James 2:18-19 (NKJV)18 But someone will say, “You have faith, and I have works.” Show me your faith without your works, and I will show you my faith by my works. 19 You believe that there is one God. You do well. Even the demons believe—and tremble!

Last week James invited us to make the distinction between the profession of saving faith and the possession of saving faith. If we merely claim to believe in Jesus but our claim is not validated by our works, then we are simply professors of faith not possessors of faith. We will be those to whom the Lord says on the last day – “Depart from me you who practice lawlessness for I never knew you.”

But what exactly is saving faith? What is this thing that the Lord works in the hearts of His people and through which He unites them to Himself? In the passage today James makes yet another distinction which helps form the foundation of the traditional way theologians discuss the various elements of saving faith – notitia, assentia, and fiducia. What do these fancy words mean?

Notitia insists that saving faith contains a basic knowledge of God and the content of the Gospel. In order to believe in the Gospel and be delivered from our sin, we must know the nature of our sin and the promise of the Gospel. Saving faith involves knowledge. “For there is a way which seems right to a man but in the end it is the way of death.” We must know the correct way.

But mere knowledge is not sufficient for saving faith. As James remarks in our passage today – the demons know as much and tremble! No one knows the truth quite so well as the evil one and his legions; but no one hates it so viciously either. And so joined to notitia, knowledge, must be assentia, assent. We must not only know what the truth is, we must acknowledge that it is in fact true. Saul knew in his bones that David was not out to destroy him, yet he refused to believe his better wisdom. We must give our assent to the things that the Spirit of God brings to our awareness.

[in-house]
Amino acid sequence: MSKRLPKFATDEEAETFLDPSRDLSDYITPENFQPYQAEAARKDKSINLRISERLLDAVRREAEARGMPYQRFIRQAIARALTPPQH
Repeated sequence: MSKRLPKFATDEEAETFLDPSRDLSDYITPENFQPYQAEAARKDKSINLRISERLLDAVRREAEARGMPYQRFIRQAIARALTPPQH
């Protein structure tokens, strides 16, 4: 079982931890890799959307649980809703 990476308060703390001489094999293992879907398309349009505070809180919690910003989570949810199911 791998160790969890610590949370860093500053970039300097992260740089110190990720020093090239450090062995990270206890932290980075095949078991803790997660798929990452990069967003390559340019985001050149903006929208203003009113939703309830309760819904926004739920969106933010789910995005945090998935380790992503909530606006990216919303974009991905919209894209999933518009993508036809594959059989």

But even joining knowledge with assent, we don’t yet have a sufficient definition of saving faith. For when we come in saving faith to our Lord, not only do we know the truth at a basic level, not only do we give our assent to these things, saying, “Yes, those things are in fact true and lovely”, we also heartily embrace the One who has revealed these truths to us and enabled us to give our assent to them. Saving faith involves not only notitia and assentia but also fiducia. Christianity is ultimately not about knowing a number of facts and giving our assent to them; it certainly involves this, but is not defined by this. Christianity is ultimately about putting our trust in the One who has revealed these things to us. And this is what fiducia is – trust; embracing Christ Himself and clinging to Him as the solution for our sin.

This saving faith – notitia, assentia, and fiducia – is the very thing that the Spirit of God creates within us when He unites us to Christ. He opens our minds that we might acknowledge the truth, He woos our affections that we might give our assent to it, He moves our wills that we might embrace Christ – and so what kind of people ought we to be? How thankful ought we to be?

Reminded of the true nature of what the Spirit of God creates in us and our failure to be grateful, let us kneel and confess our sin to the Lord.